Measurement of mouth opening is used to assess two variables – functional mouth opening (the maximum vertical measurement for access to the oral cavity) and TMJ mobility. Numerous methods have been described in the literature for the measurement of MIO. The most common method used is the measurement of interincisal distance during active opening by the individual. Extraoral soft-tissue landmarks have also been used for the same.[8] However, since the extraoral landmarks are more mobile when compared to the incisal edge of teeth which is relatively more stable and more easily determined, the present study measured MIO as vertical distance in millimeters between the incisal edges of the maxillary and mandibular central incisors.

MIO has been described either as the interincisal distance or as the interincisal distance plus overbite. Gallagher et al.[15] had observed that measurement of interincisal distance plus overbite is a more accurate reflection of the vertical distance travelled by the mandible and not including overbite can underestimate the movement of the mandible, especially in individuals with deep overbite. Therefore, in the present study, overbite has been added to the interincisal distance to determine the MIO.

Higbie et al.[16] and Uritani [17] in their research have observed that short-term alterations in head positions can have a significant effect on the amount of vertical mandibular opening and recommended consistency of individuals' head position in producing reliable measurements. Therefore, all the measurements were made while the individuals rested their heads against a firm wall surface in an upright position.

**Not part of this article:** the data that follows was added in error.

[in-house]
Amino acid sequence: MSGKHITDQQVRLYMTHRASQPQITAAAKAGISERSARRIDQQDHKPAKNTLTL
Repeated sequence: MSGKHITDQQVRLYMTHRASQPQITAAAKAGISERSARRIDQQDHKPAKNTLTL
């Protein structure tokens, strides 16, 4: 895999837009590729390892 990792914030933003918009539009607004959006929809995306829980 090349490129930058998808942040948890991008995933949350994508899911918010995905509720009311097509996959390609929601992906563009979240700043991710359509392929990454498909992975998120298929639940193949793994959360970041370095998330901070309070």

Few investigators [18],[19],[20] observed that the first measurement of MIO recorded for each individual was generally greatest which they attributed to decreasing muscle power with succeeding measurements. Considering this, in the present study, an average of three measurements was taken as the final MIO value to minimize error.

On analysis of results, the mean MIO in the present study showed a gradual increase with age with a mean MIO of 41.34 mm at 4–5 years to a mean MIO of 51.73 mm at 14–15 years. This is in agreement with the findings of previous studies [3],[8],[14],[21] conducted in pediatric population. Ying et al.[3] reported a mean MIO of 43.80 mm at 4–5 years which showed a gradual increase to 59.34 mm at 14–15 years. However, the mean MIO values recorded in each age group in this study varied when compared to those of other studies. This may be attributed to the difference in the study population,[3] different method in the determination of MIO,[5],[8] or due to variation in the tool used to measure the interincisal distance.[14]